bunch.” Although Mom testified that she had left Mariah and Clark alone together on
multiple occasions generally, she related that she had left them alone in bed together
“one other time before.” Mariah testified that the instances of sexual abuse occurred
in the bed.
would allow us to conclude, without speculating, that the first and last instances of
abuse occurred at least thirty days apart.
We encountered a similar situation in Hines v. State. 551 S.W.3d 771 (Tex. App.—
Fort Worth 2017, no pet.). In that case, a child alleged that her father’s roommate had
sexually abused her, and the evidence established that the last act of sexual abuse took
place on September 23. Id. at 777. Looking backward to the first instance of abuse,
the child testified that it happened at least two weeks after a trip to south Texas, a trip
that had occurred, at the earliest, during the first week of August. Id. at 778–79. We
reversed the conviction because such vague testimony—that the abuse occurred at least
two weeks after the first week of August—required the jury to “speculate as to whether
the beginning date of the sexual activity was more than 30 days before [] September
23.” Id. at 780.
Here, the State urges us to conclude that the jury could reasonably infer the abuse
took place over thirty or more days because Mariah only stayed at Mom’s on weekends,
there are generally four weekends in a month, and Mariah testified that the abuse
happened “five or six times.” But this argument requires us to engage in speculation,
which we are expressly prohibited from doing. See Hooper v. State, 214 S.W.3d 9, 15–17
(Tex. Crim. App. 2007) (explaining that while “inference stacking” is not prohibited,
appellate courts must consider whether inferences are reasonable in light of the
“combined and cumulative force of all the evidence”). To accept the State’s argument,
we have to assume that the five or six instances of abuse did not happen in a twenty-
nine-day period that spanned five weekends (take, for example, in September 2017).
And to do so also requires us to assume that the abuse happened only once on any
given weekend, despite Mariah’s testimony to the contrary that some of the different
types of abuse happened on the same date.
There is no testimony or evidence in the record to support either of these
assumptions. See id. (providing an apt “smoking gun” illustration to demonstrate
improper inference stacking). As such, the jury was left to speculate as to the time
period when these acts of abuse happened, knowing only that it occurred during some
unspecified period of time between August and November of 2017.
Because the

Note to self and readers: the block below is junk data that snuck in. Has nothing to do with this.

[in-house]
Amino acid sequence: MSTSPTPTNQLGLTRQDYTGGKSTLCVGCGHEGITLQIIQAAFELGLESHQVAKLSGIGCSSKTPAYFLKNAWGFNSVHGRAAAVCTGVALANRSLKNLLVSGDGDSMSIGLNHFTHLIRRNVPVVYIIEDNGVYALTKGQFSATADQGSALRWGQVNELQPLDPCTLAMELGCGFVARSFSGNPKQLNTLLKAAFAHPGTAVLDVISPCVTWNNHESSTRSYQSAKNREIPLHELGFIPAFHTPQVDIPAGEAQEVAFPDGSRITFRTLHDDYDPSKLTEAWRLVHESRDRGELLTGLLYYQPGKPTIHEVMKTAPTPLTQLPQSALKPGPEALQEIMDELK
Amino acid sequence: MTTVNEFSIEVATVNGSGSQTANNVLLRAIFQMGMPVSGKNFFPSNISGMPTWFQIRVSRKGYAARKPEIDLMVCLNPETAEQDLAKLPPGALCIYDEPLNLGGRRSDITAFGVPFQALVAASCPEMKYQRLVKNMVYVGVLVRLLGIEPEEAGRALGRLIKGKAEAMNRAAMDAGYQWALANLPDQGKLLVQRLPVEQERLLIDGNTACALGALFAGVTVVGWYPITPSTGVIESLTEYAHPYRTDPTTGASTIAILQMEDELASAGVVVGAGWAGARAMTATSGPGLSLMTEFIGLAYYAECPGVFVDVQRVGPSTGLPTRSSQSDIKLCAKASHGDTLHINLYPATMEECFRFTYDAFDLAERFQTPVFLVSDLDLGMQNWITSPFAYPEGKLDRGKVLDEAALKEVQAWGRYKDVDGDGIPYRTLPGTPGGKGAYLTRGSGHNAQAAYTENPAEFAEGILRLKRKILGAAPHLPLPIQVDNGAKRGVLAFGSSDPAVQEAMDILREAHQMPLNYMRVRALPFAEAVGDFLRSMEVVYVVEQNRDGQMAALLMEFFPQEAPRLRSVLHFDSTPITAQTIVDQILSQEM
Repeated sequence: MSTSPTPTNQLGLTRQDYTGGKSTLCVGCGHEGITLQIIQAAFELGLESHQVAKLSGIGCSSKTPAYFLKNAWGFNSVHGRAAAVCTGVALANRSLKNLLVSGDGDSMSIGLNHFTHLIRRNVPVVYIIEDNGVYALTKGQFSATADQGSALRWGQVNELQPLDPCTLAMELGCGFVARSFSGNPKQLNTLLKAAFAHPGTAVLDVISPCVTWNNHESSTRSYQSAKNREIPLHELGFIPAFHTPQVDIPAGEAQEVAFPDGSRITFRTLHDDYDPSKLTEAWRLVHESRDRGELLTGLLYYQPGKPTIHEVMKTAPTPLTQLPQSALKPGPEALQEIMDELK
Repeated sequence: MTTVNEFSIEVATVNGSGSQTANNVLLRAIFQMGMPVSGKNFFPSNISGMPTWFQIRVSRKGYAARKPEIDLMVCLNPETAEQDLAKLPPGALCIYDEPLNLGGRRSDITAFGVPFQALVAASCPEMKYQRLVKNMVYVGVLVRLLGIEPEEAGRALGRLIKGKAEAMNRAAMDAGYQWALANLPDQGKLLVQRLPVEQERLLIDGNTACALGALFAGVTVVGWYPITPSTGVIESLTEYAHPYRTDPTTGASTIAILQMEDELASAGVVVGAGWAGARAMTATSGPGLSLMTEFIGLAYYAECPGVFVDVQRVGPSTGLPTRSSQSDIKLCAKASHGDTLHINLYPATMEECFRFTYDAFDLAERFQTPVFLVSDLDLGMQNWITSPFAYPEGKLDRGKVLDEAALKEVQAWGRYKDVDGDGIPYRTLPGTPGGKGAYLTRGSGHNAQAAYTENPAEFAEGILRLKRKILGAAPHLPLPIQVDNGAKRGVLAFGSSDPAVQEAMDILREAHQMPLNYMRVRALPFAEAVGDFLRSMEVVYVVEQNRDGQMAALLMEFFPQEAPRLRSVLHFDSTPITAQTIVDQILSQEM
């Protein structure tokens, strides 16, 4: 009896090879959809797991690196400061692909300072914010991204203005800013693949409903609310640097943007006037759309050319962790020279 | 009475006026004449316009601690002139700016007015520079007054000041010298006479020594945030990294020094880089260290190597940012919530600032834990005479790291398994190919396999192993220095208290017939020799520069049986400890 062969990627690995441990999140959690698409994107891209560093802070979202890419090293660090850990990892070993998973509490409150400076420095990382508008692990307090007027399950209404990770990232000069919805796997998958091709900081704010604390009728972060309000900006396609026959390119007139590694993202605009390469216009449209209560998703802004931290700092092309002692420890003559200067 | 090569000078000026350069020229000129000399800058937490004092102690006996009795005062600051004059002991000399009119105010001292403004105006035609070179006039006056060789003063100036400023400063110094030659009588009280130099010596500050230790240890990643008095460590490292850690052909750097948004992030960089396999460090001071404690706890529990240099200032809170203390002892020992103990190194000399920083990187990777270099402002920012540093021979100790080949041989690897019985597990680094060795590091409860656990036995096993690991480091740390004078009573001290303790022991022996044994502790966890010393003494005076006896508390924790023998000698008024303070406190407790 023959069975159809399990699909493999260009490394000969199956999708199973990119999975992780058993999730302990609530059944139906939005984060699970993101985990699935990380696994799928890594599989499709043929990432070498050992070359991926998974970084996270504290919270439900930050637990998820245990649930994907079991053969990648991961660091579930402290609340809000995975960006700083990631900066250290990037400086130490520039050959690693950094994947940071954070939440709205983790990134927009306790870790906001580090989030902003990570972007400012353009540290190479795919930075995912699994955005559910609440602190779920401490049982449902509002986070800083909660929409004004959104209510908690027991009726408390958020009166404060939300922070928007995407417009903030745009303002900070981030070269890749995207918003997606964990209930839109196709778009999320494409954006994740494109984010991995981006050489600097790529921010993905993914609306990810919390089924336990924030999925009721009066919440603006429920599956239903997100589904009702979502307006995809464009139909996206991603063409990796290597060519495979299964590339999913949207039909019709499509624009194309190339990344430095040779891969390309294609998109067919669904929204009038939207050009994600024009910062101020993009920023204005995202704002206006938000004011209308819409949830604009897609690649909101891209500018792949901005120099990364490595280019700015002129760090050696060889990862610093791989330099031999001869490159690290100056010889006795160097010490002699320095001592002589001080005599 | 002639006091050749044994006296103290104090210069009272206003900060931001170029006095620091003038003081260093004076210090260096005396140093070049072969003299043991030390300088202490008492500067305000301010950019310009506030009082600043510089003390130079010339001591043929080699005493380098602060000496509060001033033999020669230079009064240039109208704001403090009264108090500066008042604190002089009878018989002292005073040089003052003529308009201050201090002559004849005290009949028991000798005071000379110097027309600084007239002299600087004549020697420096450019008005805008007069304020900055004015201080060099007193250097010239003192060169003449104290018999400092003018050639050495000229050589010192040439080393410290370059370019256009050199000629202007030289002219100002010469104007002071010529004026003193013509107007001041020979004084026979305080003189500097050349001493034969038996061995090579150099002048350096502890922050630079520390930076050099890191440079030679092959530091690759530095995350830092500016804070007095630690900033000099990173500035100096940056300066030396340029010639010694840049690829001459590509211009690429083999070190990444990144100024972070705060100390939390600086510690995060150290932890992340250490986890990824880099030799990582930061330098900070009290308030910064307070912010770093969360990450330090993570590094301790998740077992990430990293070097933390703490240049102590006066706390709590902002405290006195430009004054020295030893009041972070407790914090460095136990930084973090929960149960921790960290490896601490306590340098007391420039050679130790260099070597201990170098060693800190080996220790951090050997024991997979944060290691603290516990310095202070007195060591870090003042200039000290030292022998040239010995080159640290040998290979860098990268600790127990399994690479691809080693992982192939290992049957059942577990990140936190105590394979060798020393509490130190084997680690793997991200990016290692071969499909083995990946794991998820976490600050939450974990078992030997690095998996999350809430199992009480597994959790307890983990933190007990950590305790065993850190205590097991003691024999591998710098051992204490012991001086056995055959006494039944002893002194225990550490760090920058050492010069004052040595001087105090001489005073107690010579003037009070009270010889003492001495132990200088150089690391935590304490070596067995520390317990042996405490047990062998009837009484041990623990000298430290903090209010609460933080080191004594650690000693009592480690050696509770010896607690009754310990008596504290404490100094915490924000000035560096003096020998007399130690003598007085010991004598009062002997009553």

evidence is insufficient to support a finding that the abuse occurred during a span of at
least thirty days or more, we have no choice but to reverse the continuous-sexual-abuse
conviction. In that respect, we sustain Clark’s issue on appeal.
But as to the remainder of Clark’s issue, we disagree with Clark’s requested relief
of acquittal. We also disagree with the State’s request that we reform the judgment to
reflect a conviction for a lesser-included offense. The proper remedy in this situation
is to remand this case for a new trial. Hines, 551 S.W.3d at 783.
We ask two questions when evaluating whether to reform a judgment to a lesserincluded offense: (1) in the course of convicting the appellant of the greater offense,
5We cannot assume that the timeframe extended beyond December. The
uncontroverted evidence established that Mariah had stopped staying overnight at her
Mom’s “by December” of 2017.
must the jury have necessarily found every element necessary to convict the appellant
for the lesser-included offense; and (2) conducting an evidentiary sufficiency analysis as
though the appellant had been convicted of the lesser-included offense, is there
sufficient evidence to support a conviction for that offense? Thornton v. State, 425
S.W.3d 289, 299–300 (Tex. Crim. App. 2014). And even if the answer to both is yes,
mandatory reformation does not apply “to circumstances where there are multiple
lesser-included offenses that meet the criteria for reformation, or where a court has no
way to determine which degree of the lesser-included offense the jury found the
appellant guilty of.” Hines, 551 S.W.3d at 781 (quoting Rodriguez v. State, 454 S.W.3d
503, 510 (Tex. Crim. App. 2015) (op. on reh’g)).
Aggravated sexual assault and indecency by contact are both lesser-included
offenses of continuous sexual abuse, and the jury had to have found that Clark
committed at least two of these acts in order to convict him of continuous sexual abuse.
Id. at 781–82. The evidence is sufficient to support the jury’s findings of the predicate
But because the charge correctly instructed that the jury did not have to agree
unanimously on which specific acts were committed and when, we cannot be certain
which underlying offenses the jury unanimously agreed he committed. See id. (holding
similarly). Clark is entitled to a specific verdict. See id. (citing Cosio v. State, 353 S.W.3d
766, 769–71, 773 (Tex. Crim. App. 2011) (holding, in the context of multiple instances
6Clark does not challenge the sufficiency of the evidence supporting the predicate
offenses, only that the offenses were not shown to be thirty or more days apart.
of indecency by contact, that the jury must agree that the defendant committed the
same, single, specific criminal act)). We must therefore remand for a new trial on the
underlying aggravated sexual assault and indecency with a child offenses.

Outcome: We reverse the trial court’s judgment and remand this case for a new trial.